In 1845, a potato famine broke out across Ireland. This was a big deal because the Irish lived off, mainly, potatoes. They were cheap, easy to grow, and had tons of nutrients. So when the famine struck, many people either died of starvation or fled to America in seek of refuge. When the Irish arrived in America they were seen as a threat to the decency of America. People viewed them as drunk beasts, sinful savages, barbaric, violent, belligerent, stupid, and white apes. When the Irish would go to look for jobs, many times they found signs that read "Irish Need Not Apply," even when the job was hiring. Therefore, the Irish did the jobs no one wanted, and even jobs African slaves wouldn't do. The biggest example of this is when Irishmen built canals and drained swamps. They were sent to do these things because of the enormous amount of mosquitoes; in the swamp, they would get bit and ultimately die of malaria.

Also, during this time, Irish people were poor and therefore lived in the same neighborhoods as the free African Americans. A lot of the Irish people were friendly with their neighbors of color and even got into interracial relationships. Because the Irish lived in these neighborhoods they were seen as dirty and even a lot of people at this time put African Americans higher on the totem pole than Irish. One person during the time even said, "At least the black families keep their homes clean."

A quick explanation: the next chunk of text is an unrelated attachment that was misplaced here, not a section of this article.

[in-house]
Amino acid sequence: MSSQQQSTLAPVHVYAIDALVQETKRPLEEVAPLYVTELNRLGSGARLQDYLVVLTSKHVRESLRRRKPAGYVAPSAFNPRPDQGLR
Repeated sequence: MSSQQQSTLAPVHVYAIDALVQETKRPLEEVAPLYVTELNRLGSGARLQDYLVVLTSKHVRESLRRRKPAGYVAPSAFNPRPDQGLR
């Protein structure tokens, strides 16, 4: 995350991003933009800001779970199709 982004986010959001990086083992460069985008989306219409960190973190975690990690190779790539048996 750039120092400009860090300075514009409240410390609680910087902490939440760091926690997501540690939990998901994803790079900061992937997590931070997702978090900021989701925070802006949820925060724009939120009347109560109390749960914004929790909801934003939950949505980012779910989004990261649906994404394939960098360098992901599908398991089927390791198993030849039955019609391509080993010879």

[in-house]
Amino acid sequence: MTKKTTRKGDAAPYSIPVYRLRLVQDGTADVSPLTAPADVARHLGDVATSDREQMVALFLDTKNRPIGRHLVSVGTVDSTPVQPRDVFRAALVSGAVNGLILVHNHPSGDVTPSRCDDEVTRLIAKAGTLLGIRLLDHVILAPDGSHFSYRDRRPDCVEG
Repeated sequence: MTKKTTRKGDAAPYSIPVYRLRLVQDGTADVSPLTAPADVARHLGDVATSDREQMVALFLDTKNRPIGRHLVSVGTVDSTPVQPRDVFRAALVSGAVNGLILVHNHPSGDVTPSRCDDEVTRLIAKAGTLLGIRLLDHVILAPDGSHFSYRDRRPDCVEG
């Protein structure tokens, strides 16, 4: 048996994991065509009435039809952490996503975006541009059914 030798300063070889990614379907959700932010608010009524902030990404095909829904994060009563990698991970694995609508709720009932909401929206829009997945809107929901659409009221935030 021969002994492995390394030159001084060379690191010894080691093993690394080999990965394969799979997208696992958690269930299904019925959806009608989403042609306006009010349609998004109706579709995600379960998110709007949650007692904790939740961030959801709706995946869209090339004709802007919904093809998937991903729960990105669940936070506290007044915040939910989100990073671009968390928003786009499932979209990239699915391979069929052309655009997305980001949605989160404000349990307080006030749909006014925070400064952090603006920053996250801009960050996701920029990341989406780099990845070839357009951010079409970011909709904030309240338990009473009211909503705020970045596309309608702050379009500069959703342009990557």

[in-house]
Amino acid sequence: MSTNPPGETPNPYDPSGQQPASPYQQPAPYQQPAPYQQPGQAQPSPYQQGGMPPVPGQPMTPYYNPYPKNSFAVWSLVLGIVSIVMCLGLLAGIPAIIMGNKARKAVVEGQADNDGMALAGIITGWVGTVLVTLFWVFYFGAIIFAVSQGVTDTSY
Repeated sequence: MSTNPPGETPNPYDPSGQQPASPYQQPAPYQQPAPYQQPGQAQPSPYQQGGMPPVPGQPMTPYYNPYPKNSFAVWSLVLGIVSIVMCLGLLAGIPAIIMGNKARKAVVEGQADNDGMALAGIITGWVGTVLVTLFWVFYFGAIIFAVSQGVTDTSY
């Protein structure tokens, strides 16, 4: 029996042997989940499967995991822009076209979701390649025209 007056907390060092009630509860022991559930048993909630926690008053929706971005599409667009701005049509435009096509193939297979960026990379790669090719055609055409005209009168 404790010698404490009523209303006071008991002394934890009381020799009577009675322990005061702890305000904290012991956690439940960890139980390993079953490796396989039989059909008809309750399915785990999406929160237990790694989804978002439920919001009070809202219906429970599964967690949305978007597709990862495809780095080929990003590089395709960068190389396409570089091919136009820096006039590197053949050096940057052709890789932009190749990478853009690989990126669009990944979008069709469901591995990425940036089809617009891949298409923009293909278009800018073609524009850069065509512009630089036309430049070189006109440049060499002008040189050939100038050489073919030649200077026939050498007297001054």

The main reason American's outlook on Irish people changed was that most Irishmen took up fighting for the Union in the Civil War. I make this argument, not because I think the Irish suffered more than African slaves. I don't say this in means of trying to erase the struggles of the African slaves. I do not think that any of our ancestors should have been treated the way they were. I mean to say that the Irish did in fact suffer. Irish people were treated wrongly on the basis of...nothing. Simply because my ancestors hailed from the shores of Eire, they were treated with malice. And I write this simply because I want people to remember. I want people to understand what happened.

On Saint Patrick's Day this year, next year, and for the many years to come, I want people to embrace the Irish culture. I want the folks of Irish heritage to not be ashamed of where they come from; to not be ashamed to share their culture the way I have for many years. I want everyone to have a beer, wear some green, eat a potato or two, and dance the Irish step; to celebrate the history of Irish people with a bit more understanding than before.